Smith on Dealing with the Dread of Death

sympathy imagination stoicism dread of death grief coping

Edward J. Harpham for AdamSmithWorks

The second part of Professor Harpham's analysis of the problem of sympathy with the dead in Adam Smith's Theory of Moral Sentiments.
A problem emerges for Smith when humans try to extend to the dead our capacity for sympathy: There is nothing we can do to make the dead feel better; all we can do is let our imagination run wild. Imagining what it is like to be dead through sympathy is terrible because it makes us “miserable while we are alive.” (TMS I.i.I.13) 
Interestingly, Smith does not conclude his discussion of the “dread of death” brought on by sympathy with some melancholic observation about humanity’s lot. Rather he notes that the dread of death may be “the great poison” to individual happiness, but it “guards and protects the society.” (TMS I.I.I.13) I find this conclusion curious for several reasons, but three stand out. 
First, Smith unexpectedly shifts his discussion of the operations of sympathy from what is going on in an individual’s mind to a jurisprudential and societal level without explaining why this move is warranted. It is not difficult to construct an argument as to how the fear of death can be used to direct and control individuals in society by people in power. But Smith does not offer that or any other explanation, making the shift feel out of place here. 
Other more fruitful lines of inquiry were open to him. For example, and this is my second point, Smith could have explored a theological argument about the operations of the sympathetic imagination with the dead. One might imagine a Christian arguing that sympathizing with the projected feelings of the dead person’s body makes no sense because the essence of the dead person is somewhere else and does not reside in the body any longer. Thus, one does not ever sympathize with a dead body but with the soul of that person who has escaped the pains and pleasures of this world. But there are conceptual problems with that line of argument from a Smithian perspective. Can one be a Christian and a Smithian?  Do dead people have actual passions or feelings that we might be able to sympathize with? Are passions of the mind, the body, or both? Given Smith’s highly materialistic theory of sympathy and the passions, it is hard to imagine him arguing that sympathy might enable us to experience fellow-feeling with non-corporal souls. In the end, Smith’s notion of sympathy probably must be seen as an all-too-human feature of our mortal body as it interacts with other mortal bodies.  That said, one can imagine why Smith, the friend of the “atheist” David Hume, chooses not to take the discussion in this direction.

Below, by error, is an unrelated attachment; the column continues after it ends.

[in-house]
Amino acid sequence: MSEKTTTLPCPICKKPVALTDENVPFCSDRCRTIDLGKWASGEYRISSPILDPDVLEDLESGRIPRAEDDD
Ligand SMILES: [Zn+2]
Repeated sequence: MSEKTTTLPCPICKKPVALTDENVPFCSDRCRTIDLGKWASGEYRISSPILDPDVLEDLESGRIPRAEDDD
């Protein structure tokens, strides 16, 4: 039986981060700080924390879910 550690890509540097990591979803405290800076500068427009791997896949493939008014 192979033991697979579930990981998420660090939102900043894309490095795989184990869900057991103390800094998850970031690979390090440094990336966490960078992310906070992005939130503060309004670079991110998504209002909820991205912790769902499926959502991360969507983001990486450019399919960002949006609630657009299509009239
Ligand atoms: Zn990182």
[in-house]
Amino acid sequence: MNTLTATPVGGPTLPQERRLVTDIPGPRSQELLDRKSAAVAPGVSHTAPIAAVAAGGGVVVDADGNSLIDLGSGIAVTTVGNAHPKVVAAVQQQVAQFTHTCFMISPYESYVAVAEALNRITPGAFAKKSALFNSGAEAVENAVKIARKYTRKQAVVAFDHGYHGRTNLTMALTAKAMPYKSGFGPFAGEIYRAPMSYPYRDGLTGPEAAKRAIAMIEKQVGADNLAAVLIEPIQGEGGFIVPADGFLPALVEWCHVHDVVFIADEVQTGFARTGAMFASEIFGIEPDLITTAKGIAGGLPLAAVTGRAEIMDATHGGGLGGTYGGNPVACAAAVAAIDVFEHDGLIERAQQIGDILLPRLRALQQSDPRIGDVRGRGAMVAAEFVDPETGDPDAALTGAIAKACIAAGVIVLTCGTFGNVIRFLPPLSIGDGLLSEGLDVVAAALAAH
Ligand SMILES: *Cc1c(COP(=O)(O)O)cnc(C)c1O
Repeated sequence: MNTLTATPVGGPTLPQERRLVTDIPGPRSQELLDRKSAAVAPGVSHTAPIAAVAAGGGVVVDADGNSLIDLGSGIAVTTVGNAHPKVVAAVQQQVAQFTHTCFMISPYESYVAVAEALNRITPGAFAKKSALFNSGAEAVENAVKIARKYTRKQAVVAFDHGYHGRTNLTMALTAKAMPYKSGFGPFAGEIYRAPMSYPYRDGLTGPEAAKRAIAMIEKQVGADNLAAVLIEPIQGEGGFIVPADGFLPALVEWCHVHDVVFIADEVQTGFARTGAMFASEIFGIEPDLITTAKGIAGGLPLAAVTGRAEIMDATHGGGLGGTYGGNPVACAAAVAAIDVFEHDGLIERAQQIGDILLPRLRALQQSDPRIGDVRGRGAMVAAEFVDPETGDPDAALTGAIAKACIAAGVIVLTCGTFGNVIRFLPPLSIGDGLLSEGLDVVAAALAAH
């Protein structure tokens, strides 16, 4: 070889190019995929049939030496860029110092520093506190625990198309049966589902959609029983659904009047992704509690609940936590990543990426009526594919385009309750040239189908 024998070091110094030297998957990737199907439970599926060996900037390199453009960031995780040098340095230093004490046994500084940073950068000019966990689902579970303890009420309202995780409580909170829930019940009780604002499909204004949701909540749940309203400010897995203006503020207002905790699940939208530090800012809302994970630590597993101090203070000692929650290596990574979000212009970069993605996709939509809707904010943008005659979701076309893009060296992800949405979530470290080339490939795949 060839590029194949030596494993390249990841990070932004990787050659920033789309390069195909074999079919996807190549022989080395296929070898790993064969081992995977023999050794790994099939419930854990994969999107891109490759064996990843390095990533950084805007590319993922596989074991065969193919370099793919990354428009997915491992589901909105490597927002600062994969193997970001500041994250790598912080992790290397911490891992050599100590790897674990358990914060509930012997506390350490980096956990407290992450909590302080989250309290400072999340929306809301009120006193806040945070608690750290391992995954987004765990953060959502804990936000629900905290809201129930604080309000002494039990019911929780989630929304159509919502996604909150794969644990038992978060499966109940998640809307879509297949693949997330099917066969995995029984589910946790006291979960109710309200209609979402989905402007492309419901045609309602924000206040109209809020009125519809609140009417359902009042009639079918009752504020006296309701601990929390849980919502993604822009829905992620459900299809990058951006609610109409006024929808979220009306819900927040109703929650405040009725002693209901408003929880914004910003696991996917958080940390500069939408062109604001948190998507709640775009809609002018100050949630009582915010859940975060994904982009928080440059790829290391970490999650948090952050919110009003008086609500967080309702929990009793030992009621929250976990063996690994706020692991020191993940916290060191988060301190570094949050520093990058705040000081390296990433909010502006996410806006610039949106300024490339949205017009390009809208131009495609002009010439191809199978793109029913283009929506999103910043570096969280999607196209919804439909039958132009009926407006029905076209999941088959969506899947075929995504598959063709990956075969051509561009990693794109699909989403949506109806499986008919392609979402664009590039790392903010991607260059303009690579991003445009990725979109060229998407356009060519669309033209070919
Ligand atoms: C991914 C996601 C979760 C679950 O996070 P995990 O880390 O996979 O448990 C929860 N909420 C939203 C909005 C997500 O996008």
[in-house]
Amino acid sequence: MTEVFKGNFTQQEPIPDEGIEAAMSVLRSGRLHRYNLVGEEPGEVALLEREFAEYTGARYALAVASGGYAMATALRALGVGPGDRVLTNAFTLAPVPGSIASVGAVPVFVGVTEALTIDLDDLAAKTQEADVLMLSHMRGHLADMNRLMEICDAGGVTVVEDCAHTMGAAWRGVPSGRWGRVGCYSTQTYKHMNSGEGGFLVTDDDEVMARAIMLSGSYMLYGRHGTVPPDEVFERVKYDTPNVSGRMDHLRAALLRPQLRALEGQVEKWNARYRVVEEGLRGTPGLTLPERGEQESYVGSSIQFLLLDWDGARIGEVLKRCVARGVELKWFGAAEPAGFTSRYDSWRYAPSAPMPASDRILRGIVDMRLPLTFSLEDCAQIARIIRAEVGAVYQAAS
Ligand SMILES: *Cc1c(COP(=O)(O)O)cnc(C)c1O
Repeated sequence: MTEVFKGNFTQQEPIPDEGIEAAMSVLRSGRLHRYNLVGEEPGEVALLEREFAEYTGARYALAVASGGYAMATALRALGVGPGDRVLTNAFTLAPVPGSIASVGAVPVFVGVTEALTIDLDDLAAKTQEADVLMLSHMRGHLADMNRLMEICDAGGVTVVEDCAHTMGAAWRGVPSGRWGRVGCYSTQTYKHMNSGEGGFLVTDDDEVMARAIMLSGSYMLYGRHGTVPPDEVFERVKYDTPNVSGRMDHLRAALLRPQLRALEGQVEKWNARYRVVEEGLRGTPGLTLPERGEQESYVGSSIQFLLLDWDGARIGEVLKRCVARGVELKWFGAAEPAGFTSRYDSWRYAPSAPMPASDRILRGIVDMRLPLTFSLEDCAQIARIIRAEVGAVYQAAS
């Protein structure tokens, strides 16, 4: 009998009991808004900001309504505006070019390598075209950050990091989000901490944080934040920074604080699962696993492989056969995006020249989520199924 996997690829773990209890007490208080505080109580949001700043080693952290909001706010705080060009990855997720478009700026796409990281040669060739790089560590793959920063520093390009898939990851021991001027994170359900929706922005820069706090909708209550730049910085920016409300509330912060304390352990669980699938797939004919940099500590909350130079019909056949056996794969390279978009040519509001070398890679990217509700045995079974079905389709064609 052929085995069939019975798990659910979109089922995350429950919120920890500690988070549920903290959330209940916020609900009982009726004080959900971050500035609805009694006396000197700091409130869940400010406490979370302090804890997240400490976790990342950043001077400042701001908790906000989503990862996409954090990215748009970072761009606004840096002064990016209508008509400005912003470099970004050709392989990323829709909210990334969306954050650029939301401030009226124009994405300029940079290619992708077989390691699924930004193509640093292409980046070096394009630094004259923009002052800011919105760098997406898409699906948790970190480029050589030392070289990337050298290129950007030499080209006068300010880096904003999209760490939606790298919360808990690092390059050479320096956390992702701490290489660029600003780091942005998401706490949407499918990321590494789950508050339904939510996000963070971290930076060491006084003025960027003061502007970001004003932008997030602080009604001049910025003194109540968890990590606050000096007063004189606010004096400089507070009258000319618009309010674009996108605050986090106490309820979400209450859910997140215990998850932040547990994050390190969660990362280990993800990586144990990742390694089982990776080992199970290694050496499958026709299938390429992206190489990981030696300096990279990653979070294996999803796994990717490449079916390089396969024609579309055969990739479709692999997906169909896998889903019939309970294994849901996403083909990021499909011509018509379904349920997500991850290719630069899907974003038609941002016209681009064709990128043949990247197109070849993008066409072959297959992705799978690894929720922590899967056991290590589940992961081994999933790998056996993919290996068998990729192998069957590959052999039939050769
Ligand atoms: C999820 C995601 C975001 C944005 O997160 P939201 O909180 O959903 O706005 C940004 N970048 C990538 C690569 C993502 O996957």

Third, Smith could have turned his discussion into a more secular one about the dread of death by highlighting the potential problems that flow from our capacity for sympathy. He could have stressed how a misguided and uncontrolled sympathy with the dead can create illusions of the imagination that leave us miserable and lonely, grieving the loss of friends and deprived of life-enhancing fellow-feeling. Oddly, Smith’s discussion of the dread of death and its larger meaning for social order at the end of Chapter 1 do little to help us confront in our everyday lives “the great poison” death poses to human happiness.
Elsewhere in The Theory of Moral Sentiments Smith does provide us with some practical insights about how to deal with the fear of death in very specific circumstances. His lengthy analysis of the virtue of self-command that is added as part of Part VI of the final 6th edition of The Theory of Moral Sentiments in 1790 suggests how some individuals might be able to manage sympathy and diminish the dread of death. In war, he argues, individuals can become familiar with death and “cured of the superstitious horror with which (death) is viewed by the weak and unexperienced.” (TMS VI.iii.7) On the battlefield, cultivating self-command and sensitizing ourselves to the complexities of the operations of sympathy may provide an approach to malfunctioning sympathy that is better than existential angst or traditional religious doctrine. As to whether this approach offers solace to the average person outside conditions of war is another matter. Taming the dread of death may be something only available to those few stoical individuals who have mastered the virtue of self-command.

Related Links:

Edward J. Harpham, Reflections on Smith's Sympathy and the Dread of Death
Kevin Stucker, Sympathy and Spectatorship in Adam Smith: A Collection
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